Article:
This (%ΔF/F) time series was then quantified along the following parameters: time of signal onset, time to peak response, duration of the attack phase, duration of the decay phase, and total response duration (only decay-duration data is shown—although total response duration differed between treatment groups, this was accounted for by changes in decay duration). In the spatial domain, the areal extent of the “cortical map” (i.e., response area) was quantified. This “cortical map” was defined as the area where the %ΔF/F was >50 % of its maximal value in a (mean) z-projected image of the response frame. An ROI was drawn around this “map” area, and the (ROI-wide) mean intensity (%ΔF/F) was plotted vs. time, in order to determine the intensity at peak response. For the “surround-inhibitory” FA signal analysis, an ROI was drawn manually around the darkened regions adjacent to the “cortical map,” and the peak (negative) %ΔF/F intensity value was thereby attained.
Histological analysis was performed on brain tissues extracted from CFA controls and EAE (untreated, VEH-treated, PLZ-treated) mice at the various experimental endpoints: “pre-symptomatic” (7–9 dpi/post-FAI), “clinical onset” (the day a mouse first presented as clinical grade 1 or higher, post-FAI; CFA endpoints matched) and at the “established disease” endpoint of 21 dpi. In order to improve certain group sizes and obtain greater statistical power, “additional onset” brains (referred to in the subsequent text) were obtained from a separate cohort of CFA/EAE mice that received no drug treatments, but did receive similar behavioral habituation and baseline assessments, were fixed at clinical onset (7–9 dpi for CFA animals) for tissues. Statistical comparisons confirmed that these mice did not differ significantly from the initial cohorts on the applicable measures.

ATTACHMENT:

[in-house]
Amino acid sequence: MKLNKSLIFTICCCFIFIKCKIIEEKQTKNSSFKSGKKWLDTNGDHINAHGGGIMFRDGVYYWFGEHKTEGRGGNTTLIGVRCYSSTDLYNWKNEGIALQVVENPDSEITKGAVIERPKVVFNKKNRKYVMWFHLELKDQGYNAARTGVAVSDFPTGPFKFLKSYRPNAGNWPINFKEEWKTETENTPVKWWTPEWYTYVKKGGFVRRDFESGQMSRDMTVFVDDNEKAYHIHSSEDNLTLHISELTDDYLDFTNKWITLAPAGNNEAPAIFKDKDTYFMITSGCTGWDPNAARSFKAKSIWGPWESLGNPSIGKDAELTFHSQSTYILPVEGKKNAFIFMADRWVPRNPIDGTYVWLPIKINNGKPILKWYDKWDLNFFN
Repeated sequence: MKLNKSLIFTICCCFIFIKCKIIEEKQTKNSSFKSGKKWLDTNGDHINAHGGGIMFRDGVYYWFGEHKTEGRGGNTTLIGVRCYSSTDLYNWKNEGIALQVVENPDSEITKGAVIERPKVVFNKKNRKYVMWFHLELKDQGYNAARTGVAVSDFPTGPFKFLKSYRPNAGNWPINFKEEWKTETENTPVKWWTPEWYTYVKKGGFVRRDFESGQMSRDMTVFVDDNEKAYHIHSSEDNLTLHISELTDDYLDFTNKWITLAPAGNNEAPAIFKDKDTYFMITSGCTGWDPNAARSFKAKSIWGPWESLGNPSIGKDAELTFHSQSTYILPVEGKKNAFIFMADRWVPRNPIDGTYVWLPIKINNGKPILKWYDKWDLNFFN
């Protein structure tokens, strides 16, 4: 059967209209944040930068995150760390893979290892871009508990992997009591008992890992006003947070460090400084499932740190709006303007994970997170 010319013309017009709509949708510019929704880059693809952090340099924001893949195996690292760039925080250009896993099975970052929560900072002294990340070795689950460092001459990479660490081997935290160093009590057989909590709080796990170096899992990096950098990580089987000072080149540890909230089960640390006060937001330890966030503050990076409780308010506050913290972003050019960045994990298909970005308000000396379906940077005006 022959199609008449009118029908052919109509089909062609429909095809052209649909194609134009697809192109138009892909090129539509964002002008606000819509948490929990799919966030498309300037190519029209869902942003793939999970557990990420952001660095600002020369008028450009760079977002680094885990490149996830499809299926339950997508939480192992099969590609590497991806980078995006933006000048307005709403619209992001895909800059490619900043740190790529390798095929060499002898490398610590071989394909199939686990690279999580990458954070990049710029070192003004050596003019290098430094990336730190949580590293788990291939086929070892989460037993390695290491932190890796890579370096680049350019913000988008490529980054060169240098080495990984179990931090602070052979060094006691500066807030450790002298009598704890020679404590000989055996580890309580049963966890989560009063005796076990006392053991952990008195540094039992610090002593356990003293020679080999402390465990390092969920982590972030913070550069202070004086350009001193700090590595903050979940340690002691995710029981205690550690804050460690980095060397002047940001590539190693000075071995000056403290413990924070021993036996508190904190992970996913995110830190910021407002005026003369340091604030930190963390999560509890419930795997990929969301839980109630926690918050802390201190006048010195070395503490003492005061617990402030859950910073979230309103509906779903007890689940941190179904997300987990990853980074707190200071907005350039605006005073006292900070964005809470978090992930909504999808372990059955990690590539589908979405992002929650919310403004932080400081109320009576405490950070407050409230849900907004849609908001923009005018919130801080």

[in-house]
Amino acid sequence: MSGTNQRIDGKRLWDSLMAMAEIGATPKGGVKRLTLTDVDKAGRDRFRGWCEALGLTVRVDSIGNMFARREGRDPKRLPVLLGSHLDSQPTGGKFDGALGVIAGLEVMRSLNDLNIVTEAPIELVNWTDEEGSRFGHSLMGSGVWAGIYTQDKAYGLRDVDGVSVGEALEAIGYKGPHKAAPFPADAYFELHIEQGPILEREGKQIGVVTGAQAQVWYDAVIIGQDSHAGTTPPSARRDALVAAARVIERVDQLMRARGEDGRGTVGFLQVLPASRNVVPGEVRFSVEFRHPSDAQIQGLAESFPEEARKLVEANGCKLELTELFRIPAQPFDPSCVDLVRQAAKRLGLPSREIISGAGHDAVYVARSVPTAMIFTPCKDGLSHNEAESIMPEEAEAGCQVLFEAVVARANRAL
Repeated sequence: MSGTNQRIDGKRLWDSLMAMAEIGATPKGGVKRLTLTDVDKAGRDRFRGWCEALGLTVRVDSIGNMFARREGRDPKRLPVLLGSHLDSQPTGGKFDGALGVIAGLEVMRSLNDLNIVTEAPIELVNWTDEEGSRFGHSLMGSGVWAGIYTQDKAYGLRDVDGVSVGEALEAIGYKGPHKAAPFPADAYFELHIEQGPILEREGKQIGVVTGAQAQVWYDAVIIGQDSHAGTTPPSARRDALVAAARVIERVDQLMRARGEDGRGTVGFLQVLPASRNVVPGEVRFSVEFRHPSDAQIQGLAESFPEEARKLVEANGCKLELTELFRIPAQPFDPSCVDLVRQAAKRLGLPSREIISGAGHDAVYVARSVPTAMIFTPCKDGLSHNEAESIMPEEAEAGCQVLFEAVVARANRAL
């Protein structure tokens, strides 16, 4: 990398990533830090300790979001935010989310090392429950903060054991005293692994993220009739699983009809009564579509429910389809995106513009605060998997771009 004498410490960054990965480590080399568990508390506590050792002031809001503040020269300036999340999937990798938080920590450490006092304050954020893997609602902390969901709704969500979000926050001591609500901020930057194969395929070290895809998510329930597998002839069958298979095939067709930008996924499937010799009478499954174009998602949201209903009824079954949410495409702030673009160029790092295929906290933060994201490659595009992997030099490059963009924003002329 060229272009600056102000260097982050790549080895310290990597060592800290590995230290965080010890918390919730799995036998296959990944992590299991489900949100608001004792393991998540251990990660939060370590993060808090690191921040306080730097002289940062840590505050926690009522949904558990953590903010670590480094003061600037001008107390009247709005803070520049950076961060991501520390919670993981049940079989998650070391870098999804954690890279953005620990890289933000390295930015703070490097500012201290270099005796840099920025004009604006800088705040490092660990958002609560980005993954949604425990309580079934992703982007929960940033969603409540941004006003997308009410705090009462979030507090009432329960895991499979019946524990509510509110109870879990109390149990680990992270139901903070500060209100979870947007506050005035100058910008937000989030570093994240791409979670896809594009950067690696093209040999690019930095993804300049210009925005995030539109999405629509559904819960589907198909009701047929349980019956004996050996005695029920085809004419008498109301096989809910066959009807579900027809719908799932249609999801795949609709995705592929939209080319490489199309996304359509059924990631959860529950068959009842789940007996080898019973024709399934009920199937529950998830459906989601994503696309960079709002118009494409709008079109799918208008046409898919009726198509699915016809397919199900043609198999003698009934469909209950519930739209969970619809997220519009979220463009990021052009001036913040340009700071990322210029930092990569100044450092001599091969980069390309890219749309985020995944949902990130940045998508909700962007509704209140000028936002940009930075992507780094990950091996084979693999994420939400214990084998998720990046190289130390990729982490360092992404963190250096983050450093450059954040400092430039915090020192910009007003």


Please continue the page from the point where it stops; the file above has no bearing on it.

Tissue extraction and fixation
For “pre-symptomatic” and “clinical-onset” cohorts, depth of anesthesia was assessed immediately after FAI. Any animals that required additional anesthesia were put into a chamber supplied with isoflurane/O2 mixture at 5 % w/v, 3 L/min at 14.7 psi for approximately 1 min. For behavioral/histology cohorts (“additional onset” and “established disease” immunohistochemistry (IHC)), mice were anesthetized with sodium pentobarbital (1.7 g/kg IP). Fully anesthetized mice underwent exsanguination and fixation by transcardiac perfusion with 4 % w/v paraformaldehyde (PFA) in 0.1 M phosphate buffer (PB). For Golgi-Cox staining, extracted tissues (whole brains from the “clinical-onset” FAI experiment) were briefly immersed in ddH2O and then placed immediately into Golgi-Cox solution (see below). For IHC, extracted tissues were post-fixed in 4 % w/v PFA/0.1 M PB for at least 24 h and then immersed in 30 % w/v sucrose solution in 0.1 M PB overnight, before being snap frozen with isopentane on solid carbon dioxide. Frozen tissues were stored at −80 °C prior to sectioning on a cryostat (50 μm) as free-floating sections (see below, “established disease” cohort only) or immediately mounted onto slides (“pre-symptomatic” and “onset” histology).
For “established disease” histology, free-floating sections were stored in phosphate-buffered saline solution (PBS) at 4 °C until they could be stained. After staining with a standard IHC protocol (see below), sections were mounted onto slides and coverslipped with Vectashield® Mounting Medium with DAPI (Vector Laboratories Inc., Burlingame, CA, USA).
We performed Rapid Golgi-Cox staining, combined with reflectance-mode laser-scanning confocal microscopy, on tissue sections incorporating S1 from CFA, VEH-treated EAE, and PLZ-treated EAE mice at clinical onset. Immediately after FAI, extracted brains were immersed in Rapid Golgi-Cox solution (“Solutions A/B,” FD Rapid GolgiStain Kit™, FD Neurotechnologies—Columbia, MD, USA) for 14 days (changing the solution once after 24 h) at RT/low ambient light, before being transferred into cutting solution (“Solution C”). Brains were sectioned on a vibratome (Leica VT1200S) at 200 μm to ensure that whole (untransected) neuronal arbors could be accommodated  and then mounted on gelatin-coated slides. Slides were further developed and processed according to the manufacturer’s instructions, before being coverslipped with Permount™ Mounting Medium (Fisher Scientific Co., Waltham, MA, USA).